The results were published in a newspaper and, emboldened, she approached a leading Egyptian magazine for more work and ended up falling in love with its 44-year-old, married publisher, “a star.” They flew to Europe, caught on camera as they left—and for the first time, al-Shaykh found herself in the papers. She returned to face her father and brother, both furious and forbidding her return to Cairo—she was 18! “I pleaded and pleaded and pleaded, and then I had to lie—the biggest lie ever, and they believed me.” Nasser was in power, and the regime was taking money from the rich, she explained to them—she was only helping a friend get money out of Egypt, but they mustn’t tell anyone or they’d all be in trouble.
There is something effortlessly exotic about Hanan al-Shaykh. The voice perhaps—accented, mellow, slightly husky—and the heavily kohled eyes. She laughs easily and, even when she’s being serious, a sense of mischief is never far away. Probably because she’s caused quite a lot of it and seems unlikely to stop now. Her novels are vivid and fun-filled; so is she. It was in Egypt, then a much freer country, like Lebanon, that al-Shaykh wrote her first novel, Suicide of a Dead Man—a distraction from her degree, which she never finished. Instead she returned to Beirut as a journalist, writing about women’s issues. She met her husband, and when civil war broke out, they left Beirut for Saudi Arabia, where he had a job and she could write. There, “I educated myself, listening to music and reading in English—Doris Lessing’s The Golden Notebook, all of Henry Miller, and even Portnoy’s Complaint. I had underground book clubs—one day at my place, one day at another—and we’d discuss books.” The sojourn provided material for the 1989 novel that would establish her: Women of Sand and Myrrh, a major success in feminist circles.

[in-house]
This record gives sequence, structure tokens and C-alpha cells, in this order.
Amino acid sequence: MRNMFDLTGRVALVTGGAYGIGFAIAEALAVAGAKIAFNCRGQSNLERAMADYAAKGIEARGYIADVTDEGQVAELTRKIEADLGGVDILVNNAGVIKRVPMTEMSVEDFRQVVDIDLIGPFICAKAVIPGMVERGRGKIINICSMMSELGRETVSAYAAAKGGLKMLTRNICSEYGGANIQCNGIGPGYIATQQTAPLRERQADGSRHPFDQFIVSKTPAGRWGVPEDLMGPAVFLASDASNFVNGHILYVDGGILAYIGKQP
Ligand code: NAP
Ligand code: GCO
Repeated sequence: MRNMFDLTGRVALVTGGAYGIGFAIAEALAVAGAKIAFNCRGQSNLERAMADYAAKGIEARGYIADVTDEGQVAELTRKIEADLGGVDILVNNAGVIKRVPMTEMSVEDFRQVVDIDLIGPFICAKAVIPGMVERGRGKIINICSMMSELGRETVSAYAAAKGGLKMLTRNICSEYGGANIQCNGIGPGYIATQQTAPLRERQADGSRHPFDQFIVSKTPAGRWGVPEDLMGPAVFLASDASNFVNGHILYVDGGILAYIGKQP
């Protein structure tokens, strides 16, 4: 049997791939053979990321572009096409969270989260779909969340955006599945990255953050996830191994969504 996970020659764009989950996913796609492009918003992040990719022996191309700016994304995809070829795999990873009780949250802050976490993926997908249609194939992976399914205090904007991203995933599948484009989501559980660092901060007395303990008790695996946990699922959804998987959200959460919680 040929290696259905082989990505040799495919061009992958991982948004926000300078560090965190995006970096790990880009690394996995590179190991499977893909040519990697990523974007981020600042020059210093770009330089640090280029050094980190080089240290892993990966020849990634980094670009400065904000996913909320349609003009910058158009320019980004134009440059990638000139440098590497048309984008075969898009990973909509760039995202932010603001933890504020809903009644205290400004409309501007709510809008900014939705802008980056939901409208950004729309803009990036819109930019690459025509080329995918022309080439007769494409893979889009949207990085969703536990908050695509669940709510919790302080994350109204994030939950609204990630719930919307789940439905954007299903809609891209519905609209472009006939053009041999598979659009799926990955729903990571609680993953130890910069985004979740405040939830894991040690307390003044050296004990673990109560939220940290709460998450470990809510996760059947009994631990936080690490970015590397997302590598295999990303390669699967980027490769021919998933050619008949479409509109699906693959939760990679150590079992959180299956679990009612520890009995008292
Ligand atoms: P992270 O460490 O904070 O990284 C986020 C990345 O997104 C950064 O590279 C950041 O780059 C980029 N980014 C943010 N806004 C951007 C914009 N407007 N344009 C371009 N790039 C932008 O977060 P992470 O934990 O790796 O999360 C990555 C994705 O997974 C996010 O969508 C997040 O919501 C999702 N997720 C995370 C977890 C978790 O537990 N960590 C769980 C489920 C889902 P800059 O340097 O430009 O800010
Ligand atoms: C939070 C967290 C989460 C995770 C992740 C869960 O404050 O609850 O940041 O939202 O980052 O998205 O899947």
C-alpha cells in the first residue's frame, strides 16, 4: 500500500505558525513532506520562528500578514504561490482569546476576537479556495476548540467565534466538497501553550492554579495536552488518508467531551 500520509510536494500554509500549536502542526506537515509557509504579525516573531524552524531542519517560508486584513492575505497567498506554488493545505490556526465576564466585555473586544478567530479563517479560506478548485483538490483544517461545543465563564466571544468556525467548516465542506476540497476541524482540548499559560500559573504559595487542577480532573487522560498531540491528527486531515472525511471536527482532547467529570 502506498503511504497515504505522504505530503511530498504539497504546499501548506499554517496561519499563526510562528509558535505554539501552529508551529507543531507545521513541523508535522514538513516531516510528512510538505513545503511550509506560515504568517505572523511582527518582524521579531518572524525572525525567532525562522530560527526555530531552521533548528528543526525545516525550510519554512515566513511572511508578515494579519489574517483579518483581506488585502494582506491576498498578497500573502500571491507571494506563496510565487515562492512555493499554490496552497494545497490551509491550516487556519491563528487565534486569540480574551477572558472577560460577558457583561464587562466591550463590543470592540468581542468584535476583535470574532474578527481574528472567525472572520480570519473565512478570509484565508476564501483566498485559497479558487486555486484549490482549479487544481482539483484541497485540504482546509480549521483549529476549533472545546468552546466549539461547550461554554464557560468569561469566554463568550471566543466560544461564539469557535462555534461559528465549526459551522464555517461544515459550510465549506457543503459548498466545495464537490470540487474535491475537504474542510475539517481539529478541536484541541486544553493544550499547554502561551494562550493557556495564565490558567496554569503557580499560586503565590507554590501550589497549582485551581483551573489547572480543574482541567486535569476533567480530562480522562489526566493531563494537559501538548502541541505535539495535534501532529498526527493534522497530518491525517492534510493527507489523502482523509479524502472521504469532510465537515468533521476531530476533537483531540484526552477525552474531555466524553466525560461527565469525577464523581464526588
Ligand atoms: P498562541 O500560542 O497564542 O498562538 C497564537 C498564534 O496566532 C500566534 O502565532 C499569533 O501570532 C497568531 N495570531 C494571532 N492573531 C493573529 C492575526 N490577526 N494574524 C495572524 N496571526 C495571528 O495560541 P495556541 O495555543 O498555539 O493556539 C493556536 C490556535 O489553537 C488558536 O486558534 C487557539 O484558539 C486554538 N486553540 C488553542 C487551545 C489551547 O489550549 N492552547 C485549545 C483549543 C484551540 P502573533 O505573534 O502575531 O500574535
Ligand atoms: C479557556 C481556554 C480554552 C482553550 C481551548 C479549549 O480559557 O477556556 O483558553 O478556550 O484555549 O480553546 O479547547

“People call me a feminist and I have no problem with that,” al-Shaykh says. “I was always interested in women’s issues, but I just write about things I know, things around me. I just wanted to live as I pleased.”
Liz Thomson is a journalist, broadcaster, and author who has spent 30 years chronicling the international book trade. Her current project, the Village Trip, is a series of live events celebrating the history of N.Y.C.’s Greenwich Village.